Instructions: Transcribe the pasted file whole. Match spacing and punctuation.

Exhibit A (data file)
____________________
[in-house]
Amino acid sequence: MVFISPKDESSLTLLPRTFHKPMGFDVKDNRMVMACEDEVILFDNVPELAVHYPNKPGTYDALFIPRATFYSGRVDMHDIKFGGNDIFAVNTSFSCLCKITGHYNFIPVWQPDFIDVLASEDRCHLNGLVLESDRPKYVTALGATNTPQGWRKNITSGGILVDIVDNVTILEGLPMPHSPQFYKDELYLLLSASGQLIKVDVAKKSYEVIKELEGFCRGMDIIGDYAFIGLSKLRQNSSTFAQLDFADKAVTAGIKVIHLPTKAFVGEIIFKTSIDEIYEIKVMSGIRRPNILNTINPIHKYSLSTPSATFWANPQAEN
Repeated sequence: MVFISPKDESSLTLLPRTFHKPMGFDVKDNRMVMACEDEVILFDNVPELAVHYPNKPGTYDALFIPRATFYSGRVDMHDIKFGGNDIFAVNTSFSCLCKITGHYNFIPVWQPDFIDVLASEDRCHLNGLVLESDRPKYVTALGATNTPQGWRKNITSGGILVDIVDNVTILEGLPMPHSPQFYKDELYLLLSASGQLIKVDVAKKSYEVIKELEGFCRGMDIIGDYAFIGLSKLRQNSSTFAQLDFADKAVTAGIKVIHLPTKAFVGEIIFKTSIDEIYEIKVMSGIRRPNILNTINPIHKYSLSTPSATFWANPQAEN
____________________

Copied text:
[in-house]
Amino acid sequence: MVFISPKDESSLTLLPRTFHKPMGFDVKDNRMVMACEDEVILFDNVPELAVHYPNKPGTYDALFIPRATFYSGRVDMHDIKFGGNDIFAVNTSFSCLCKITGHYNFIPVWQPDFIDVLASEDRCHLNGLVLESDRPKYVTALGATNTPQGWRKNITSGGILVDIVDNVTILEGLPMPHSPQFYKDELYLLLSASGQLIKVDVAKKSYEVIKELEGFCRGMDIIGDYAFIGLSKLRQNSSTFAQLDFADKAVTAGIKVIHLPTKAFVGEIIFKTSIDEIYEIKVMSGIRRPNILNTINPIHKYSLSTPSATFWANPQAEN
Repeated sequence: MVFISPKDESSLTLLPRTFHKPMGFDVKDNRMVMACEDEVILFDNVPELAVHYPNKPGTYDALFIPRATFYSGRVDMHDIKFGGNDIFAVNTSFSCLCKITGHYNFIPVWQPDFIDVLASEDRCHLNGLVLESDRPKYVTALGATNTPQGWRKNITSGGILVDIVDNVTILEGLPMPHSPQFYKDELYLLLSASGQLIKVDVAKKSYEVIKELEGFCRGMDIIGDYAFIGLSKLRQNSSTFAQLDFADKAVTAGIKVIHLPTKAFVGEIIFKTSIDEIYEIKVMSGIRRPNILNTINPIHKYSLSTPSATFWANPQAEN